As it turns out, Howard & Ayers were right on the mark with their suggestion of a ‘happy Frisian couple’. In his Emden catalogue (2015), after he had made a closer study of the couple’s attire, Suebsman points out that both the man and woman are wearing clothing of the sort worn up to the mid-19th century at weddings in the Frisian community of Hindeloopen. Now but a small village, in the Dutch Golden Age Hindeloopen was a flourishing port town in which a considerable amount of trade was conducted.  

 

Bridal couple in Hindeloopen costume, taken from Th. Melkenboer, De Nederlandse Nationale Klederdrachten, Amsterdam 2017, plate 63.

 

Bridal couple in Hindeloopen costume, taken from Th. Melkenboer, De Nederlandse Nationale Klederdrachten, Amsterdam 2017, plate 63. 

 

The bridegroom has a tricorn (driesteek) on his head and is wearing a long coat with several knots, breeches and low shoes, whilst the bride sports a white net veil (witmoer). Her coat (wentke) was made not from local material but invariably from choice Indian chintz, usually embellished with exotic patterns in a brownish red. She carried her bag to the right to indicate that she was now spoken for. The dog on the plate is probably to be interpreted as a symbolical reference to the couple’s fidelity to one another.  

Couples and families in similar costume also exist in the form of blanc de Chine and polychrome figures from the late 17th and 18th centuries. A drawing of one such couple is documented on a coromandel lacquer chest-of-drawers illustrated in Hervouët & Bruneau. (Emden 2015/1, p. 97 cat. 72)

 

For an identically decorated teacup, please see: 

For identically decorated objects, please see: 

Condition: Three minute rim fleabites.

 

References:

Williamson 1927, pp.141-149

Beurdeley 1962, cat. 192

Lunsingh Scheurleer 1966, cat. 194

Lunsingh Scheurleer 1968, cat. 218

Gordon 1977, cat. 73

Howard & Ayers 1978, vol. I, pp. 145-146 & plate 127

Hervouët 1986, cat. 7.31

Jörg 1986/2, pp.517-521

New York 1985, lot 77

Jörg 1989/2, cat. 76 & 77

Lunsingh Scheurleer 1989, p.220-221, Afb.G

Kassel 1990, cat. 350

Antonin & Suebsman 2009, cat. 94

Schölvinck 2010, p.58

Sargent 2012, cat. 91

Emden 2015/1, p. 97 cat. 72

 

Price: Sold.

 

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Sold Indoor Scenes

 

2010460
2010460

Sold Ceramics - Sold Chine de commande - Western Subjects 1680-1800 - Various Subjects - Indoor Scenes - Page 1

 

Object 2010460

 

Teacup

 

China

 

c.1735

 

Height 38 mm (1.50 inch), diameter of rim 72 mm (2.84 inch), diameter of footring 25 mm (0.98 inch)

 

Teacup on footring, slightly everted rim. Decorated in encre de Chine and gold with two European figures wearing Oriental clothes in an Oriental interior with a door.  One figure is standing wearing an elaborate robe holding a sprig of coral, the other with a dog on a leash beside a large vase decorated with a monster head (t'au-t'ie). The vase is filled with sprays of fungus and peacock feathers. Beside to the vase a wine pot and a pure depiction of an ancient bronze 'Hu', a water jug. On the bottom a decoration of an orchid (Cymbidium virescens), the Lan Hua a motif commonly seen on fine Chinese export porcelain of around 1740. On the inside rim a leafy scroll border reserved with flower heads.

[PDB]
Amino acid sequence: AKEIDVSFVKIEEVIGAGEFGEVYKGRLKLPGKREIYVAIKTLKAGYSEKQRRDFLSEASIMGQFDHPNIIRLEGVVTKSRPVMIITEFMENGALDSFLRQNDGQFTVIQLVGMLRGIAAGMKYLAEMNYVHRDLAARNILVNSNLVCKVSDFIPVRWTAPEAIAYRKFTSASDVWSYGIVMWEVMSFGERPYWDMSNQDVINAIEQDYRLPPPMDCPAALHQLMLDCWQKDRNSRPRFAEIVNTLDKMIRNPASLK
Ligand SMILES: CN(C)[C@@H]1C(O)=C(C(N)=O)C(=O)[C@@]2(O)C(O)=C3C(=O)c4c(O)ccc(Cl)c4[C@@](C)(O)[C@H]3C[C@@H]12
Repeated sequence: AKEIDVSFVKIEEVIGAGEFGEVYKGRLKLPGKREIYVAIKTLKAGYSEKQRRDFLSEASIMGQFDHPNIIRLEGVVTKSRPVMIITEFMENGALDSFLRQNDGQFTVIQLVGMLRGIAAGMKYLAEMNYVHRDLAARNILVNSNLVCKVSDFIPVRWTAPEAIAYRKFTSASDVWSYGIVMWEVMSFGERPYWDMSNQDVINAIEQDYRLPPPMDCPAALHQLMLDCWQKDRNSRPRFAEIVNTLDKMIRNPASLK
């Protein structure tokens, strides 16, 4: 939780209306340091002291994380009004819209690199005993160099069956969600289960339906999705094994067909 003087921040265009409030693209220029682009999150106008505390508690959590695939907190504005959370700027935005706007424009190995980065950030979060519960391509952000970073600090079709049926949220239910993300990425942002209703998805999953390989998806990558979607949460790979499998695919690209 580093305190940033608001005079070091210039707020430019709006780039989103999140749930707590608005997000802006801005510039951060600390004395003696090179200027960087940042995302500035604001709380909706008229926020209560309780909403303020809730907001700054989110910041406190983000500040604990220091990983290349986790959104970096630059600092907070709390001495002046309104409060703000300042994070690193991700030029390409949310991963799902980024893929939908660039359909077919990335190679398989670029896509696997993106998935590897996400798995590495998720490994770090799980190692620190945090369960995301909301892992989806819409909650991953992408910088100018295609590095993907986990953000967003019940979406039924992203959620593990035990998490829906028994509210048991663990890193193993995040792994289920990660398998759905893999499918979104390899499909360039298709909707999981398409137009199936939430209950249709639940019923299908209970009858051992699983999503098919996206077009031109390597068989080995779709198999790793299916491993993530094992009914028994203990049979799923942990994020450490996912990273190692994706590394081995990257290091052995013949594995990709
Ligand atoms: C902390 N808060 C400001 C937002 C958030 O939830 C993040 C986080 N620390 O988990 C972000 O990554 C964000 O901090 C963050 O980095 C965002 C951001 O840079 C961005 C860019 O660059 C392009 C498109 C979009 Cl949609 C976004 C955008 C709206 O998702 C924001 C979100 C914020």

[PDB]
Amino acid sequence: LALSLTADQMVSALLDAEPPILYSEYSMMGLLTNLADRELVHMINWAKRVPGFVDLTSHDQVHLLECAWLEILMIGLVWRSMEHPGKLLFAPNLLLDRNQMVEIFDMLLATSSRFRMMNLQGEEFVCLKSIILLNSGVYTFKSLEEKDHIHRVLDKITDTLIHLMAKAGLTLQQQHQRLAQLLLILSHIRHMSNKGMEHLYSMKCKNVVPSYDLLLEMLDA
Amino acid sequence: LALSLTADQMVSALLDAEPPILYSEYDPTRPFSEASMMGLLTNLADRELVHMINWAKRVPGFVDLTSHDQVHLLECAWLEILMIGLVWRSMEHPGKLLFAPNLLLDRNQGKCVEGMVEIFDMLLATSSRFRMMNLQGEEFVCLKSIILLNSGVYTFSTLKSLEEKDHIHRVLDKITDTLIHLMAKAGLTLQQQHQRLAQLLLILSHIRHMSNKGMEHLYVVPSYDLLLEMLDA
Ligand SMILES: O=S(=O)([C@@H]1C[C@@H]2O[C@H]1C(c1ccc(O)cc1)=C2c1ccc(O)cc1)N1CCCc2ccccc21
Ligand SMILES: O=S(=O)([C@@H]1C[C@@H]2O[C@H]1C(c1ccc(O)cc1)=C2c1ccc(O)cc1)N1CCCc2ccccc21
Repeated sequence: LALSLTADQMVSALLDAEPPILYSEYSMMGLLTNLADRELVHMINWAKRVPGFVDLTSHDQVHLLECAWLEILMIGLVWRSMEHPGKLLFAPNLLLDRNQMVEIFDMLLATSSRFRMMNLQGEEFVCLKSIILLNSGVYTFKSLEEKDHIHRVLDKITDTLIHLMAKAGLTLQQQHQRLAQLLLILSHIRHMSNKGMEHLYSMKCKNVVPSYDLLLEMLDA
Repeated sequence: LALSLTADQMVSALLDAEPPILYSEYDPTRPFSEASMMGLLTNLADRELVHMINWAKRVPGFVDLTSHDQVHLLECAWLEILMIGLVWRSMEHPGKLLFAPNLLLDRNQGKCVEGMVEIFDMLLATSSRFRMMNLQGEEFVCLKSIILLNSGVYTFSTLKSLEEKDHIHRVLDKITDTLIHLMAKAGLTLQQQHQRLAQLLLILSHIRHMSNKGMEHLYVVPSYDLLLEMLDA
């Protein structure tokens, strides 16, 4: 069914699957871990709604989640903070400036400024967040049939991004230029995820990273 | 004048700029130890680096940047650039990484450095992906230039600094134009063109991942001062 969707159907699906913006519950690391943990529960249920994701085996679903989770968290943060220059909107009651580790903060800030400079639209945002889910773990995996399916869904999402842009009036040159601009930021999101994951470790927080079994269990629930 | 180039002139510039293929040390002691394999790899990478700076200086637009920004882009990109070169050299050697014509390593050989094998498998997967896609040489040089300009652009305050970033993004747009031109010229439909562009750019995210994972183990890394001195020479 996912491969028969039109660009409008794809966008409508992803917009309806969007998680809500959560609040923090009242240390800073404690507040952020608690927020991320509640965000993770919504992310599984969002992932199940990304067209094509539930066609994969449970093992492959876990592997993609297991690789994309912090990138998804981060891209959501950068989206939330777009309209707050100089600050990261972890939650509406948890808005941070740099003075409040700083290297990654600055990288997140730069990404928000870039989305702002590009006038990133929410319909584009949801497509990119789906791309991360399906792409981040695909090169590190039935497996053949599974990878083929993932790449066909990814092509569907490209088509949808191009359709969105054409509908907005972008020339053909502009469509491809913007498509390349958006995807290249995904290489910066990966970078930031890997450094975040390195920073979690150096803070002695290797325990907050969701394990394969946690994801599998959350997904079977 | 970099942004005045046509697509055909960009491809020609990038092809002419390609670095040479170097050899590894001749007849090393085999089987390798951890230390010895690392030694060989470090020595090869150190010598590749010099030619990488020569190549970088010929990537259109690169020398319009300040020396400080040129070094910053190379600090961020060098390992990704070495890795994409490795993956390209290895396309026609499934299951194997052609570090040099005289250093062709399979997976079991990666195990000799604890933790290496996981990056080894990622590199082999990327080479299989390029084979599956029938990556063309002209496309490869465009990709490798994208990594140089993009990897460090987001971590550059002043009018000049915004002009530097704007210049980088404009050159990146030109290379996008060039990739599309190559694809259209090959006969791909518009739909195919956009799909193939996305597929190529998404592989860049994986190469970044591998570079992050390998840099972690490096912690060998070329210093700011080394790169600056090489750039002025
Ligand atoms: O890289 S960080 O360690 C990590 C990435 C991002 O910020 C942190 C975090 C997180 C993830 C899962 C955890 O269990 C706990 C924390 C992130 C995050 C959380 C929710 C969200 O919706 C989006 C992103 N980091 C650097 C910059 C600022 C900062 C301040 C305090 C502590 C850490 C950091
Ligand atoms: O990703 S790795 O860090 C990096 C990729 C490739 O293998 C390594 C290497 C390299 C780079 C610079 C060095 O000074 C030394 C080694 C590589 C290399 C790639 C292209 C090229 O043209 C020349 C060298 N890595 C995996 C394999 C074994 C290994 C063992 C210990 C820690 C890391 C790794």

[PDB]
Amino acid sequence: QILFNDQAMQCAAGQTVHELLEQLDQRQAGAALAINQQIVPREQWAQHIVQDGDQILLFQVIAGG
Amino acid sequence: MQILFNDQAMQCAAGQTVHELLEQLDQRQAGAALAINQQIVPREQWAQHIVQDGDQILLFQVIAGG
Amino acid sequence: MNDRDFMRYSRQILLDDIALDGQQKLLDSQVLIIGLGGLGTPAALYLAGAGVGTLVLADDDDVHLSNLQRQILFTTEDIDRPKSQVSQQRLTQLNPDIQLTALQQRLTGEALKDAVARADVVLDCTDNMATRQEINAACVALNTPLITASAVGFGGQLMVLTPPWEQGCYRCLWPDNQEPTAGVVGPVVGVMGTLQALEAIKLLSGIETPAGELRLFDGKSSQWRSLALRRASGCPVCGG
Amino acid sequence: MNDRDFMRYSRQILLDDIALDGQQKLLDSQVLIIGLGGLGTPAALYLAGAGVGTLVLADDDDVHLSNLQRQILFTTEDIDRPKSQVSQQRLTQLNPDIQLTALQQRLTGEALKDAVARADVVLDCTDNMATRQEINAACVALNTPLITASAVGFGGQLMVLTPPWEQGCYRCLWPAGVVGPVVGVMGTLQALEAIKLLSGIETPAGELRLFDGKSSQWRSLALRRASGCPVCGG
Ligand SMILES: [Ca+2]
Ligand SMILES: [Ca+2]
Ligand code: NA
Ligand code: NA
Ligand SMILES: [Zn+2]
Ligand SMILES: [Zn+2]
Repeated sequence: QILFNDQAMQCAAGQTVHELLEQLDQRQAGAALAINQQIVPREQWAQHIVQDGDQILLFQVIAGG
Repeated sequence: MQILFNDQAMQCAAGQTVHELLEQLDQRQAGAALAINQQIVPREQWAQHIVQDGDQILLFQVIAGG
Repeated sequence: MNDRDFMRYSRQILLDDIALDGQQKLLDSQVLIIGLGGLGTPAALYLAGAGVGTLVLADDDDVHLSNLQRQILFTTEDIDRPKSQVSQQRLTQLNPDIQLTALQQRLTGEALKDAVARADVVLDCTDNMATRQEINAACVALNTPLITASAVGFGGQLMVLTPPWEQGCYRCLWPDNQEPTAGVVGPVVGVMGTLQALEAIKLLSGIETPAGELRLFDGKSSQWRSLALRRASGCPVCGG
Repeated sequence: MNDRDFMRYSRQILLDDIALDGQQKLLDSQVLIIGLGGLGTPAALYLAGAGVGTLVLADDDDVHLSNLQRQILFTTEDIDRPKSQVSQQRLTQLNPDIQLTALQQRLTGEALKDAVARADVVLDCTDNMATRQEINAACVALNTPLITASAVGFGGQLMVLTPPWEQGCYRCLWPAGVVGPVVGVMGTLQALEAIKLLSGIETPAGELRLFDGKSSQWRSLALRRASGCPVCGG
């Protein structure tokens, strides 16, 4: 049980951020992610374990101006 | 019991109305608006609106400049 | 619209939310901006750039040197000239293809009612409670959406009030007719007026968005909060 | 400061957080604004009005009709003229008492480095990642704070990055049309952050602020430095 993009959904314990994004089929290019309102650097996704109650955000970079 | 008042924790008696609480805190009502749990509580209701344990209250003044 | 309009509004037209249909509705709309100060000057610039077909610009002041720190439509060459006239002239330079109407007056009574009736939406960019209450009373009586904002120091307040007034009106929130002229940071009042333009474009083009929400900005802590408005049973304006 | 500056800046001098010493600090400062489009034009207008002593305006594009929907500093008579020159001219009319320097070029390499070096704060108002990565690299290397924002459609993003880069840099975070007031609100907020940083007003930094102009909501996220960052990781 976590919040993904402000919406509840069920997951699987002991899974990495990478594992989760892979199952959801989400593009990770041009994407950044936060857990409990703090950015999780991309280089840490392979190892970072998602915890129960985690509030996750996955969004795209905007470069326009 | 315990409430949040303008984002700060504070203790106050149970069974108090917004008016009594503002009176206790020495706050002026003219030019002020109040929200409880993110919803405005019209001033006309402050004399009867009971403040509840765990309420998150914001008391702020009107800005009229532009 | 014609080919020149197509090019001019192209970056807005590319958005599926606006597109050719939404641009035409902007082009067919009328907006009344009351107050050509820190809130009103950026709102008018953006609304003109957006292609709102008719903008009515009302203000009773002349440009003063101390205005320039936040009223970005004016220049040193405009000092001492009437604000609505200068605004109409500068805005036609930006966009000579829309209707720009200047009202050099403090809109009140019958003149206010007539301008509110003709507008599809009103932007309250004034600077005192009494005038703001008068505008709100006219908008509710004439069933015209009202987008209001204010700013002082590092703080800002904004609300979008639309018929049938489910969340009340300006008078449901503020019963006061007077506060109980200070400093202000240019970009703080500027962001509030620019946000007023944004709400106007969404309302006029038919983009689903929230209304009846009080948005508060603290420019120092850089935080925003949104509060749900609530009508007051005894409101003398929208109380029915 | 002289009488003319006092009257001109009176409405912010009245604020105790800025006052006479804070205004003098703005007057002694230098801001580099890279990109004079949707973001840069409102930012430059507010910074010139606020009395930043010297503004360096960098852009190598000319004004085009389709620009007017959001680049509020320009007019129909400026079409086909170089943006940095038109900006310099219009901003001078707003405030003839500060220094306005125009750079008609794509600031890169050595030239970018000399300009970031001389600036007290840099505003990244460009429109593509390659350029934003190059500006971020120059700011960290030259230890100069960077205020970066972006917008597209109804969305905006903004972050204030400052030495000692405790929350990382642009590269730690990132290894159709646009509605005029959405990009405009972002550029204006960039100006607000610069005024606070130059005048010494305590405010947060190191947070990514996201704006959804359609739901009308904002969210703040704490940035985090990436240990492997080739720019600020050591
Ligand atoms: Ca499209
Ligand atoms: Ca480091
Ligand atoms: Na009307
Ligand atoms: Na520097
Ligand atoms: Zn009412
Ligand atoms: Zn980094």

This scene is interesting because the Chinese painter choose to portrait these two European figures in the symbolism of his own country by placing two large peacock feathers, two coral branches and two fungi in a large vase, the first being a symbol of high rank, the other two stand for longevity. (Lunsingh Scheurleer 1974, p. 222)

 

Spruit states that in her opinion the figures depicted in this scene are "tribute carriers", figures carrying something precious on their way to present the objects to the Emperor and by doing so acknowledging his power. In a museum in Taiwan there is a painting on silk by Yen Li-pên (618-907) on which we can see local rulers with their servants on their way to bring grace to the Emperor. These figures are depicted with exotic hair, clothes and precious objects such as coral, animals and plants. The barefoot servants who carry the objects wear the same slave wrist collars as our little boy (also barefoot). The he-goat is similarly spotted as the dog. Perhaps we can state that Yen Li-pên's painting on silk and this 18th-century decoration are two testimonials of a familiar motif, because they were the "tribute carriers", surely for the 18th-century porcelain decorators. So it seems very likely that the nameless porcelain decorator who decorated this teacup somewhere in a Canton workshop during the mid 18th-century, depicted an image that he could relate to, most likely from images he had seen on prints or in books of 18th-century Chinese "tribute carriers". (Spruit 1967, pp.179-183)

 

For identically, in encre de Chine or polychrome, decorated objects please see:

Condition: A tiny restored frit to the rim.

 

References:

Williamson 1927 

Lunsingh Scheurleer 1966, cat. 213

Spruit 1967, pp.179-183

Lunsingh Scheurleer 1974, cat. 222

Hervouët 1986, cat. 5.8

London 1990, lot 154

 

Price: Sold.

 

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More pictures of object 2011831, an identically decorated, sold saucer >>